Each week, the OUMS newsletter features an interview with someone who positively contributes to the Oxford music scene. This week, we sat down with flautist and composer Oli Cavadino to chat about his amazing work in music outreach.
Oli Cavadino (he/him)
Flautist, composer, outreach
Tell us a bit about yourself!
I’m Oli, and I’m a finalist at New College specialising in flute and composition. When I’m not performing with OUWO, OFO, or Orchestra VOX during term, I give flute recitals at care homes across South London and Surrey.
The sheer volume of outreach work that you have done at care homes is pretty incredible. What inspired you to get involved with this work?
Thank you! Although I’ve played to more than 75 care home audiences over the past year (and counting…), the novelty never wears off. My first performance in this setting was on Christmas Day at the age of 13 and, since then, what started as a hobby has grown into essentially a flexible and highly enjoyable part-time job. Once you start playing in the community and building up personal relationships with your audiences, you soon get the bug for it.
And, in truth, there isn’t really that much to it! It’s just me, my backing tracks, my mini-amp, and an hour out of my day. So I’d definitely encourage anyone to give it a go.
What makes getting involved with outreach so important?
As a musician – and especially while navigating the seemingly never-ending hamster wheel of performances in an Oxford term - it can be easy to lose sight of why we make music: the joy of it.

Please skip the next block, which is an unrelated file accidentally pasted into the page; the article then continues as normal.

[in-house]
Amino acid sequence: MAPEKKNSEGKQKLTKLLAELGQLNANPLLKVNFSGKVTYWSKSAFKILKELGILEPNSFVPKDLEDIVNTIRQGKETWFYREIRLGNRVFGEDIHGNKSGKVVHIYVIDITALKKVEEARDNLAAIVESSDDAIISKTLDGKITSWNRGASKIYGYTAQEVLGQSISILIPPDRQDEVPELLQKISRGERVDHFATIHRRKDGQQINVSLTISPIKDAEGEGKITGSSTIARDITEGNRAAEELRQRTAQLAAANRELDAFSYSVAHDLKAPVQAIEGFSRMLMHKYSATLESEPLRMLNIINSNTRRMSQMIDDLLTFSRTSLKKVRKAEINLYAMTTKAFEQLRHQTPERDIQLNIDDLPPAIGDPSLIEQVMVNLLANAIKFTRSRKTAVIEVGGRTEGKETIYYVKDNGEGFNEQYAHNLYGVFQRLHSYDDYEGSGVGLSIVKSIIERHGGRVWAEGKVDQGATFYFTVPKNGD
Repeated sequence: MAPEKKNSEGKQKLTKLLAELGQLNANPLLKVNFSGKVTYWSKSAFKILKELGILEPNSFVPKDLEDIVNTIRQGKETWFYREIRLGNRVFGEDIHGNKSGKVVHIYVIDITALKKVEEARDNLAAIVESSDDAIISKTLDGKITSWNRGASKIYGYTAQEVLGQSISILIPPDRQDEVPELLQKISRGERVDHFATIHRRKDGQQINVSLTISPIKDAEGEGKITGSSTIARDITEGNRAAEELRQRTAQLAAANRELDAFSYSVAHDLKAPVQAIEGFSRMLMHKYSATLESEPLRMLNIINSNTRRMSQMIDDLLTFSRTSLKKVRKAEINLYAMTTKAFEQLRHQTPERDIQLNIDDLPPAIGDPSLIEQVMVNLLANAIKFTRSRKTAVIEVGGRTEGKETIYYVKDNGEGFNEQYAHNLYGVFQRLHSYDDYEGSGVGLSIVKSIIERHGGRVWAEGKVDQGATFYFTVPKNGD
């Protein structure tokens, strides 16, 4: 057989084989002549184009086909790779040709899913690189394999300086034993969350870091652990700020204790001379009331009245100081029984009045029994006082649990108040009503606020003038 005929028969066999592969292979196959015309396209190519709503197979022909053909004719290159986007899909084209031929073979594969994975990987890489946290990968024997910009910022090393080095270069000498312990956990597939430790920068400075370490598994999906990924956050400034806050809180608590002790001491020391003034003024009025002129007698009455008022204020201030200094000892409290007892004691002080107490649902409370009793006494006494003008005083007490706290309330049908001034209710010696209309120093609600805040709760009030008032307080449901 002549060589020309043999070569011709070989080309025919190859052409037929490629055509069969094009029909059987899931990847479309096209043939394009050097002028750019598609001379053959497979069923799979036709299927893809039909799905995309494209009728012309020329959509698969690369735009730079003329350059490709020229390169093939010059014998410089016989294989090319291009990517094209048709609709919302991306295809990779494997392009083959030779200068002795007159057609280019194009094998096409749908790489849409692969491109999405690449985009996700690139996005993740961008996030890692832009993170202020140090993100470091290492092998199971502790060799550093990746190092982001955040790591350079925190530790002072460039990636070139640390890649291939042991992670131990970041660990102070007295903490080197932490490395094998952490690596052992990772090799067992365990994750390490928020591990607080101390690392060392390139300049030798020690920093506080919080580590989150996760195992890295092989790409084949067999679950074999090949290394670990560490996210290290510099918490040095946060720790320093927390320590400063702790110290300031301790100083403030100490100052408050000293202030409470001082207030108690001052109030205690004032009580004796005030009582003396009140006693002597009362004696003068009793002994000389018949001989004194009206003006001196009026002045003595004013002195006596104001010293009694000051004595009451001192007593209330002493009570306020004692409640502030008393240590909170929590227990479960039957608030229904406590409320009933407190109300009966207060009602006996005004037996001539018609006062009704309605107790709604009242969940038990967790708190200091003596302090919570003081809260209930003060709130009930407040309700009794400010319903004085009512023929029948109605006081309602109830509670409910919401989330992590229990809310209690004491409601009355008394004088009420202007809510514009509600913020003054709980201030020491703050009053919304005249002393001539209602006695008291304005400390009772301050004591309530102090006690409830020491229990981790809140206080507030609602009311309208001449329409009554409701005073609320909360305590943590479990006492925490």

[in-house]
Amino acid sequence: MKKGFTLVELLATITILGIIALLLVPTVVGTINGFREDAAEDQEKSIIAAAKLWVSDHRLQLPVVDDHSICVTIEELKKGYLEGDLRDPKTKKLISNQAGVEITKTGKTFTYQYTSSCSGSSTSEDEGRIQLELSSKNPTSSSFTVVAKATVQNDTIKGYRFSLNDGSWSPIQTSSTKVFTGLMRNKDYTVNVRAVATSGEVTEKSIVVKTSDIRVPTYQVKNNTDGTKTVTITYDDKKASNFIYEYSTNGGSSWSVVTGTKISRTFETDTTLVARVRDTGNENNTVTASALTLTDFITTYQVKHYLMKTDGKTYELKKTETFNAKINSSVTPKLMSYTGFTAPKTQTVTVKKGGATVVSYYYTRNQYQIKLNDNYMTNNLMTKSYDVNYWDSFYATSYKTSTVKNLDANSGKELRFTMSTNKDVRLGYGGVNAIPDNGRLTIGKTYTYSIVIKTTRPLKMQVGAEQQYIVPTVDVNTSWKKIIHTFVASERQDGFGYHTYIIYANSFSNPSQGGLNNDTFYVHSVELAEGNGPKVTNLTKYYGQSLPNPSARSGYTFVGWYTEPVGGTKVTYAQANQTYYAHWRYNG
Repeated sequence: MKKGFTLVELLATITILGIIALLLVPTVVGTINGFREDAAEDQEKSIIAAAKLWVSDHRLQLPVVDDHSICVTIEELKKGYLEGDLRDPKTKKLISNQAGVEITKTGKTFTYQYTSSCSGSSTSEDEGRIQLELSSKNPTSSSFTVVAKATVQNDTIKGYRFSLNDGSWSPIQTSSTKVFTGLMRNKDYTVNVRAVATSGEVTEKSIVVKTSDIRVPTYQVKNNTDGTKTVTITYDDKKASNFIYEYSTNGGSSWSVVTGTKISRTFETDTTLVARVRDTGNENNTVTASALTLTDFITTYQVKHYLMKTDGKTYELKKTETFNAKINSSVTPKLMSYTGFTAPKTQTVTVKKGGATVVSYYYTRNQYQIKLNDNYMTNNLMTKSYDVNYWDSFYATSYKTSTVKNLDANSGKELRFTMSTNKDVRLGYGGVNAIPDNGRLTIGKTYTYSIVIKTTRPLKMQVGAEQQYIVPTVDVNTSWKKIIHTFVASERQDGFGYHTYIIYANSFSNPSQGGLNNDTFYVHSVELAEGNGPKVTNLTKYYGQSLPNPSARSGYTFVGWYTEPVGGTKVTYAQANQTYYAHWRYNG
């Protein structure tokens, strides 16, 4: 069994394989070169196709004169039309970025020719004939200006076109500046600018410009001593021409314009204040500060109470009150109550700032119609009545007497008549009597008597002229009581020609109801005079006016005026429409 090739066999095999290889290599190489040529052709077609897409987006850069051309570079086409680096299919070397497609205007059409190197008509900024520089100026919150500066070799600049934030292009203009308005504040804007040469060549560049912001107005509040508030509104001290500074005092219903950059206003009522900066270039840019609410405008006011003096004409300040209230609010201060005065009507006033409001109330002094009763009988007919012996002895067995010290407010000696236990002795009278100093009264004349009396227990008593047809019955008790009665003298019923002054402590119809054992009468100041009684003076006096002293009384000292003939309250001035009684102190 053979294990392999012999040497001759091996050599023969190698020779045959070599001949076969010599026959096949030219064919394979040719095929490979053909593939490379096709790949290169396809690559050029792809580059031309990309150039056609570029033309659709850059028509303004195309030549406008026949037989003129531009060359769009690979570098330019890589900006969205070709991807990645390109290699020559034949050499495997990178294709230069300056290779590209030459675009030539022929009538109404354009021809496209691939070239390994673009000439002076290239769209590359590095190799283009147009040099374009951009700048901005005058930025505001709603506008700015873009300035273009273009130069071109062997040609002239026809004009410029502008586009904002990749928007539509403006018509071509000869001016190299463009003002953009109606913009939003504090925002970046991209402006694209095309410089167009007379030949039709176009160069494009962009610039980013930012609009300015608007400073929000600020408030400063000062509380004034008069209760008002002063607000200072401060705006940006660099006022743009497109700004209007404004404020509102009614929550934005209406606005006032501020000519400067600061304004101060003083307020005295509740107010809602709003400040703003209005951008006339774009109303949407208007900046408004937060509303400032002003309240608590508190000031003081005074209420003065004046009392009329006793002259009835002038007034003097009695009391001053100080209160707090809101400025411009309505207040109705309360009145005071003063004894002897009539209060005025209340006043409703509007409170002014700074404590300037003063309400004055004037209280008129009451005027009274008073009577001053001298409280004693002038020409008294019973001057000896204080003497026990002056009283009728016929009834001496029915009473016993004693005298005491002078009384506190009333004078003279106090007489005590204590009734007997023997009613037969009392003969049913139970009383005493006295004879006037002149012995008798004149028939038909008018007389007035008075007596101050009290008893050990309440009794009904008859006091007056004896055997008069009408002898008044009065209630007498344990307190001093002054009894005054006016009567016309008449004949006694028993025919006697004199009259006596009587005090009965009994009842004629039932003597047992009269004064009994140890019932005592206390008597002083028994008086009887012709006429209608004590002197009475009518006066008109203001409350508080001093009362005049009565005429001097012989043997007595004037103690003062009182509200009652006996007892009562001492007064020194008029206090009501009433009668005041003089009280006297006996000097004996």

From personal experience, I’d say it’s the moments that make music outreach both so important, and so rewarding. Last summer, for example, I was playing John Denver’s Annie’s Song (arr. Galway) in a home when I had noticed a gentleman become visibly emotional (for positive reasons, I was assured; my playing wasn’t that insufferable). When I spoke with him afterwards, he explained to me how Annie’s Song held special meaning for him, bringing back wonderful memories of his late wife, Annie. A little can go such a long way.
What has your favourite musical experience been at Oxford so far?
Wow, tough decision! I suppose, quite unoriginally, I’ll have to settle for two. Performing Daphnis and Chloé in the OUWO 50th Anniversary Concert at the Sheldonian in HT23 was pretty special. Secondly, on a more personal level, it was a real buzz to get an ensemble together recently to record my recent cantata, CHRISTMAS EPISTLES for eight-part choir and organ, in preparation for the concert premiere taking place later this year with the New College Music Society.
Can you give us a music recommendation?
I find my listening habits change almost completely with the seasons. While I’ve recently enjoyed some great classical vocal music (MacMillan’s Vidi aquam is particularly stunning), I’m now gearing into summer mode. Unknown Mortal Orchestra’s The Beach and Antony Szmierek’s The Hitchhiker’s Guide to the Fallacy are both pretty groovy.
To hear Oli play this term, follow the links below:
To get involved with OUMS outreach:
To find out more about the OUMS newsletter and our interviews, email Christopher at firstname.lastname@example.org.